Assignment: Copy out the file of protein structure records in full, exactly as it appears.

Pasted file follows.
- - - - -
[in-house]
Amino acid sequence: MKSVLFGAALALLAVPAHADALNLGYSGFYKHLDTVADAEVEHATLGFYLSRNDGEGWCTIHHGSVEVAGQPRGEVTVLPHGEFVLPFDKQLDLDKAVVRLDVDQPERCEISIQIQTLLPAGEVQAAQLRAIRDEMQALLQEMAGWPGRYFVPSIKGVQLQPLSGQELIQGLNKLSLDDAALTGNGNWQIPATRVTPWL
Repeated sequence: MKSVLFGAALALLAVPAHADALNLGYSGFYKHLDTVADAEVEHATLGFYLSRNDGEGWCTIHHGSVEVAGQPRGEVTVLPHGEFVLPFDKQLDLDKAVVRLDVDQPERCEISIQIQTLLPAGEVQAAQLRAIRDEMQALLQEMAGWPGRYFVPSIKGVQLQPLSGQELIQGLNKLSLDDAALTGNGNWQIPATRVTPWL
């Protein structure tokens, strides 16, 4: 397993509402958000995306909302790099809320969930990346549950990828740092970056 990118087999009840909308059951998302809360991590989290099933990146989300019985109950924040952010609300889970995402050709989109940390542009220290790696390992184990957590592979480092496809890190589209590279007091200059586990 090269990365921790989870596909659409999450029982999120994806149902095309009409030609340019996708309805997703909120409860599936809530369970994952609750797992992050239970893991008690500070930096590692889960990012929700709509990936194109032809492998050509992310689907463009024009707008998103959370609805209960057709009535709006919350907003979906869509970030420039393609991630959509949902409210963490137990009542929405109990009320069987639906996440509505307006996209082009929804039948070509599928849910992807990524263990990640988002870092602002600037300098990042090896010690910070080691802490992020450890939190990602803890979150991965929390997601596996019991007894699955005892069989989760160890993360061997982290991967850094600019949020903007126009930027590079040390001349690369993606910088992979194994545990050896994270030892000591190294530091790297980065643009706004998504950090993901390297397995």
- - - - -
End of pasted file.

[in-house]
Amino acid sequence: MKSVLFGAALALLAVPAHADALNLGYSGFYKHLDTVADAEVEHATLGFYLSRNDGEGWCTIHHGSVEVAGQPRGEVTVLPHGEFVLPFDKQLDLDKAVVRLDVDQPERCEISIQIQTLLPAGEVQAAQLRAIRDEMQALLQEMAGWPGRYFVPSIKGVQLQPLSGQELIQGLNKLSLDDAALTGNGNWQIPATRVTPWL
Repeated sequence: MKSVLFGAALALLAVPAHADALNLGYSGFYKHLDTVADAEVEHATLGFYLSRNDGEGWCTIHHGSVEVAGQPRGEVTVLPHGEFVLPFDKQLDLDKAVVRLDVDQPERCEISIQIQTLLPAGEVQAAQLRAIRDEMQALLQEMAGWPGRYFVPSIKGVQLQPLSGQELIQGLNKLSLDDAALTGNGNWQIPATRVTPWL
């Protein structure tokens, strides 16, 4: 397993509402958000995306909302790099809320969930990346549950990828740092970056 990118087999009840909308059951998302809360991590989290099933990146989300019985109950924040952010609300889970995402050709989109940390542009220290790696390992184990957590592979480092496809890190589209590279007091200059586990 090269990365921790989870596909659409999450029982999120994806149902095309009409030609340019996708309805997703909120409860599936809530369970994952609750797992992050239970893991008690500070930096590692889960990012929700709509990936194109032809492998050509992310689907463009024009707008998103959370609805209960057709009535709006919350907003979906869509970030420039393609991630959509949902409210963490137990009542929405109990009320069987639906996440509505307006996209082009929804039948070509599928849910992807990524263990990640988002870092602002600037300098990042090896010690910070080691802490992020450890939190990602803890979150991965929390997601596996019991007894699955005892069989989760160890993360061997982290991967850094600019949020903007126009930027590079040390001349690369993606910088992979194994545990050896994270030892000591190294530091790297980065643009706004998504950090993901390297397995």